It started, as it so often does, with a map....
... and ends with a skunk.
Recently I passed the new book display at the Conway Public Library and my attention was drawn to the cover of this book Erratic Wandering by Jan and Christy Butler. As many of you know, or will soon find out, I am a guy who walks around with rocks in my head. I immediately checked it out. The book covers 123 sites with 67 in New Hampshire (click on images to enlarge them).
Here is an example of the format showing two nearby boulders.
I had a vague notion I had seen a boulder they did not list in their book on an old map. So I searched around and found it.
Clark's Boulder was mapped out not far from the train tracks near Pine Hill and Devil's Pond.
Another part of this map shows an unnamed boulder near a second Pine Hill to the north on the road to the mineral spring which we know to be the Washington Boulder (see previous blog here).
Below you can see the relation of those two "Pine Hill" areas to each other and to Conway Village.
Here is a copy of the whole map.
The map indicates it was "Drawn by S. A. Evans." It was "tipped in" the front of a book written by that same S. A. Evans in 1889 titled in the typical period run-on fashion Conway, New Hampshire, Its Attractions for the Tourist and its Facilities for Business.
This promotional booklet features twenty-one entries in ten pages of text followed by five pages of business advertisements.
Here is what the book has to say about the Washington Boulder and Clark's Boulder on pp. 5-6 (click on images to enlarge them).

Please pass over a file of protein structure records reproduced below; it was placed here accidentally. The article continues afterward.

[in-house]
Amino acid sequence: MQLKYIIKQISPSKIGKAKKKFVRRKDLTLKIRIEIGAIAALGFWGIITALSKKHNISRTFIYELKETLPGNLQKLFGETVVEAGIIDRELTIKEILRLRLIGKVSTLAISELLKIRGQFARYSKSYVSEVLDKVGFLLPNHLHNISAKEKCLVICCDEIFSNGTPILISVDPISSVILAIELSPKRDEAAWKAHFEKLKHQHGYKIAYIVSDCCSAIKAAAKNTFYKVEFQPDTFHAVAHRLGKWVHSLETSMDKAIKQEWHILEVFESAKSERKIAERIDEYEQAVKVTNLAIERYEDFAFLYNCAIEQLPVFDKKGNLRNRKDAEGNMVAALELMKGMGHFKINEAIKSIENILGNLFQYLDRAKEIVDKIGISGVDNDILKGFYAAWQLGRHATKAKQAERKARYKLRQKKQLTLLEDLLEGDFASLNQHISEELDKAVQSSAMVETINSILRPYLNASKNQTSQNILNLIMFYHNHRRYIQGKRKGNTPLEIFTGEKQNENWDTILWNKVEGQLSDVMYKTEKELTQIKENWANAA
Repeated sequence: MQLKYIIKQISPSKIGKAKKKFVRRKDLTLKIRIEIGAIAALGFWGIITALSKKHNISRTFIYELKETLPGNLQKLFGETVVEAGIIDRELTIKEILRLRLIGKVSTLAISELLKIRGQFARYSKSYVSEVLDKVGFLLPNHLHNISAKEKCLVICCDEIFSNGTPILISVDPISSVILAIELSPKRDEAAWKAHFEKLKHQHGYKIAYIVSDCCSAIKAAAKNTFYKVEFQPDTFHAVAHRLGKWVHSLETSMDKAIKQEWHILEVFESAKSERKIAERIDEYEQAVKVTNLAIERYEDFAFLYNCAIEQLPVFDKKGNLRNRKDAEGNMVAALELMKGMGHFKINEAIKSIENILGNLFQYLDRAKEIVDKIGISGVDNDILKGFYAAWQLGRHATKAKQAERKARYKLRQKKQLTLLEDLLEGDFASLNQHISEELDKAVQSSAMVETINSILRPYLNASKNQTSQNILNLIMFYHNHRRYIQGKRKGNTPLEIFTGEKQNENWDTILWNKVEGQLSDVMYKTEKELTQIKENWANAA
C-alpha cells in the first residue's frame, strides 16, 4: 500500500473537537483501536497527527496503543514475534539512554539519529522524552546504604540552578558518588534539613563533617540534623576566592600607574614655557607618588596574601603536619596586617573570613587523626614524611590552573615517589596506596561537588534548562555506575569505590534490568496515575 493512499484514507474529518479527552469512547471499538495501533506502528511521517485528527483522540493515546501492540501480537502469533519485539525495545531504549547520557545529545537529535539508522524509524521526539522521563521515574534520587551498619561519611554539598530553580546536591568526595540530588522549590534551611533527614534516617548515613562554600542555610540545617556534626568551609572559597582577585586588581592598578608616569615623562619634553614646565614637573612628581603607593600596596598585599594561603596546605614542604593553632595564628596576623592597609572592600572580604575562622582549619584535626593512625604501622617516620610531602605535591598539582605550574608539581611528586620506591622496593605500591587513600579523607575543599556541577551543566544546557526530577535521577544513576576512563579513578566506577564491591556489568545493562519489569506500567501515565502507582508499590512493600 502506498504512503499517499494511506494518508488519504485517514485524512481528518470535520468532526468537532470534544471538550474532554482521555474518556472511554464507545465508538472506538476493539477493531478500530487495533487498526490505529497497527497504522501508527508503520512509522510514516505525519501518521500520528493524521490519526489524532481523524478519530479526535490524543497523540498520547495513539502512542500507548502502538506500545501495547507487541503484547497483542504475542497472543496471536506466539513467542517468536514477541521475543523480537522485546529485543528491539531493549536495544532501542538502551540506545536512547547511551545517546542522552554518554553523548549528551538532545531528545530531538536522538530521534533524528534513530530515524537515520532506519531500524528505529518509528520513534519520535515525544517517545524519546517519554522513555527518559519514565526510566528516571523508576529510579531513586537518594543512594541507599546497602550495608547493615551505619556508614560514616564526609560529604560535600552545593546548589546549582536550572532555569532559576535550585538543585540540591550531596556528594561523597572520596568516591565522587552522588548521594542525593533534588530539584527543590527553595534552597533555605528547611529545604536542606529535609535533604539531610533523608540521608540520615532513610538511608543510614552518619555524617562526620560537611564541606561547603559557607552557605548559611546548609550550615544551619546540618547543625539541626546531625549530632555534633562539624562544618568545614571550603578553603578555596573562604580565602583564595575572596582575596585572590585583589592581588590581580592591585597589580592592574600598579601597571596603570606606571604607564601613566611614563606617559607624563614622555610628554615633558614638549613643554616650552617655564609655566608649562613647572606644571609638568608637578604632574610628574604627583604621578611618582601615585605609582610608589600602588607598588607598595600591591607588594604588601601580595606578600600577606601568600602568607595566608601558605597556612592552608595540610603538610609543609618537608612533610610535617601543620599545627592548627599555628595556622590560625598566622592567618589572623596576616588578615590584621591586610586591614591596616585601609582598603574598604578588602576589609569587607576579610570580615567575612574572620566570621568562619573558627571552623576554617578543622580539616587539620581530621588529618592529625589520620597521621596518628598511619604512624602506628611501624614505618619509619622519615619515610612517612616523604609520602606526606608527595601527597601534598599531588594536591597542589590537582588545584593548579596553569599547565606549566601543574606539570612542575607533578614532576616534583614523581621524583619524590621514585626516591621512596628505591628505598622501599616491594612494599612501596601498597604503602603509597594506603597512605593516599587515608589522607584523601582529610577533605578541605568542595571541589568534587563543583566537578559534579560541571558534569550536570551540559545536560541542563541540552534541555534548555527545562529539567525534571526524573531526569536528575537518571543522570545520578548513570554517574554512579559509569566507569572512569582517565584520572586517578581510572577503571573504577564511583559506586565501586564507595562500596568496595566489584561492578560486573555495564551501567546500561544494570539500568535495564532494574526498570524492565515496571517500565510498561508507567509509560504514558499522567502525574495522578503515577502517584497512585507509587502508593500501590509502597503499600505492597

After studying the dimensions and shapes Evans describes in the book and comparing the line up of ponds (Knowles Pond now Iona Lake, Whitten Pond, Pea Porridge Ponds, Dolloff Pond) on his map with other maps, I am convinced that Clark's Boulder is now known as Madison Boulder (so the Butler's actually did include it in their book, just not with it's earlier name).
Here is a 1930 USGS map with the newer names of ponds and rocks (click on image to enlarge it).
According to the NH State Park website the Madison Boulder is "the largest known glacial erratic in North America, and among the largest in the world. Madison Boulder is a huge granite rock measuring 83 feet in length, 23 feet in height above the ground, 37 feet in width, and weighs upwards of 5,000 tons!"
But who was this S. A. Evans that the map had led me to?
He advertised as a physician and surgeon in his book Conway Attractions on p. 11.
After some searching, long detours and dead ends, I concluded that S.A. Evans was Simeon Adams Evans. I followed that lead and found another book in our collection he wrote. It is a genealogy book on his family with the title Descendants of David Evans.
Both the Conway Public Library and the Conway Historical Society have copies of the book. You can also read the book online at this link.Let's look at these two copies of the book as artifacts.
The copy at the Conway Historical Society is inscribed "S.A. Evans His Book." This is a traditional way to claim ownership of one's book. See our previous blog on the use of this phrase in a Samuel Bemis note book here.
This copy has extensive handwritten notes and was updated after the author's death as a newspaper clipping on his death was pasted in the book.